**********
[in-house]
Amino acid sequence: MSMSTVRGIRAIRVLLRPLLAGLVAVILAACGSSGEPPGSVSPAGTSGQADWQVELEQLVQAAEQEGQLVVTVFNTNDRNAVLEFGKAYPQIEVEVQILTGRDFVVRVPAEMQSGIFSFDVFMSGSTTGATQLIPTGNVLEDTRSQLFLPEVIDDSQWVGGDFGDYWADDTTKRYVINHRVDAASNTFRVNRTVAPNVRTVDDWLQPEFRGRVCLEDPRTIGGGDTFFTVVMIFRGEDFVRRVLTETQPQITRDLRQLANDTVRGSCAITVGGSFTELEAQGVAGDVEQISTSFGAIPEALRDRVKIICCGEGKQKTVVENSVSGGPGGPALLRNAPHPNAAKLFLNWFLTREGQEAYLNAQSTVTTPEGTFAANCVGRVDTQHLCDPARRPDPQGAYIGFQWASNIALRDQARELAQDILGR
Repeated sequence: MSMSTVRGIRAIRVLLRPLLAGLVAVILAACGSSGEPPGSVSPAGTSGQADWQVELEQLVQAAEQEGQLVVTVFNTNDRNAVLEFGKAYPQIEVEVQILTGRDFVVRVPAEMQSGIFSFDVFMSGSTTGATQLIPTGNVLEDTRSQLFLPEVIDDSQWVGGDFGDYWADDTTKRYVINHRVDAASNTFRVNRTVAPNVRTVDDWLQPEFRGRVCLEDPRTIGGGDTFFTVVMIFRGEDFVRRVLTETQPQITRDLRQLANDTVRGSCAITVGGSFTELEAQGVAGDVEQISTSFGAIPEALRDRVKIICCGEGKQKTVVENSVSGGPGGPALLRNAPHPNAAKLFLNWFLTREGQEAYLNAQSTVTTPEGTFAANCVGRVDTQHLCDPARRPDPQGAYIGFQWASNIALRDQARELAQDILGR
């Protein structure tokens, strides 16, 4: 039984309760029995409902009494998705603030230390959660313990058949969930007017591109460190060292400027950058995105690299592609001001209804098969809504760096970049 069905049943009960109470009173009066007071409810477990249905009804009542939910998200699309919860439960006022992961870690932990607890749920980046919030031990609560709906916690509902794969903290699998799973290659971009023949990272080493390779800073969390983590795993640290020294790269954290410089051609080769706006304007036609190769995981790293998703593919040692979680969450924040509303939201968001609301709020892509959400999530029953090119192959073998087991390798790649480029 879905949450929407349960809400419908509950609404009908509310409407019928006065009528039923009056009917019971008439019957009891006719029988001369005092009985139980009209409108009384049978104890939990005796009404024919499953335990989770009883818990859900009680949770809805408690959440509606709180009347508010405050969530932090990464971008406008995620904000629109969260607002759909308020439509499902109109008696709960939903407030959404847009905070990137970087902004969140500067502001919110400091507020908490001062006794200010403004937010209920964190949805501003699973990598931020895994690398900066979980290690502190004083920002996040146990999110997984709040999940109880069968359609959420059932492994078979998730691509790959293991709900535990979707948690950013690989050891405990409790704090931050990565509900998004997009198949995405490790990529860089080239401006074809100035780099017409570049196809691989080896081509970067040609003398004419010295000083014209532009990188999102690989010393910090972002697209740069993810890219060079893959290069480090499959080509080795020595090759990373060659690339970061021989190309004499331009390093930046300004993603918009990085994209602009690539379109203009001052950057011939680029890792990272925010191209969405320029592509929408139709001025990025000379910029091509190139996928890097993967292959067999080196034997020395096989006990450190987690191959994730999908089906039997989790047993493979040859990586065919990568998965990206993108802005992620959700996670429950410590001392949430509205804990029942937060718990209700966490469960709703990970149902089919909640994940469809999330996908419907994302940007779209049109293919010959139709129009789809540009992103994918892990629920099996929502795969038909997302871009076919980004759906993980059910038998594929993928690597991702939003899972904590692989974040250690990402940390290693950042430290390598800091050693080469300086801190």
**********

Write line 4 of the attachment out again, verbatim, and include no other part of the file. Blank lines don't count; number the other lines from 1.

């Protein structure tokens, strides 16, 4: 039984309760029995409902009494998705603030230390959660313990058949969930007017591109460190060292400027950058995105690299592609001001209804098969809504760096970049 069905049943009960109470009173009066007071409810477990249905009804009542939910998200699309919860439960006022992961870690932990607890749920980046919030031990609560709906916690509902794969903290699998799973290659971009023949990272080493390779800073969390983590795993640290020294790269954290410089051609080769706006304007036609190769995981790293998703593919040692979680969450924040509303939201968001609301709020892509959400999530029953090119192959073998087991390798790649480029 879905949450929407349960809400419908509950609404009908509310409407019928006065009528039923009056009917019971008439019957009891006719029988001369005092009985139980009209409108009384049978104890939990005796009404024919499953335990989770009883818990859900009680949770809805408690959440509606709180009347508010405050969530932090990464971008406008995620904000629109969260607002759909308020439509499902109109008696709960939903407030959404847009905070990137970087902004969140500067502001919110400091507020908490001062006794200010403004937010209920964190949805501003699973990598931020895994690398900066979980290690502190004083920002996040146990999110997984709040999940109880069968359609959420059932492994078979998730691509790959293991709900535990979707948690950013690989050891405990409790704090931050990565509900998004997009198949995405490790990529860089080239401006074809100035780099017409570049196809691989080896081509970067040609003398004419010295000083014209532009990188999102690989010393910090972002697209740069993810890219060079893959290069480090499959080509080795020595090759990373060659690339970061021989190309004499331009390093930046300004993603918009990085994209602009690539379109203009001052950057011939680029890792990272925010191209969405320029592509929408139709001025990025000379910029091509190139996928890097993967292959067999080196034997020395096989006990450190987690191959994730999908089906039997989790047993493979040859990586065919990568998965990206993108802005992620959700996670429950410590001392949430509205804990029942937060718990209700966490469960709703990970149902089919909640994940469809999330996908419907994302940007779209049109293919010959139709129009789809540009992103994918892990629920099996929502795969038909997302871009076919980004759906993980059910038998594929993928690597991702939003899972904590692989974040250690990402940390290693950042430290390598800091050693080469300086801190």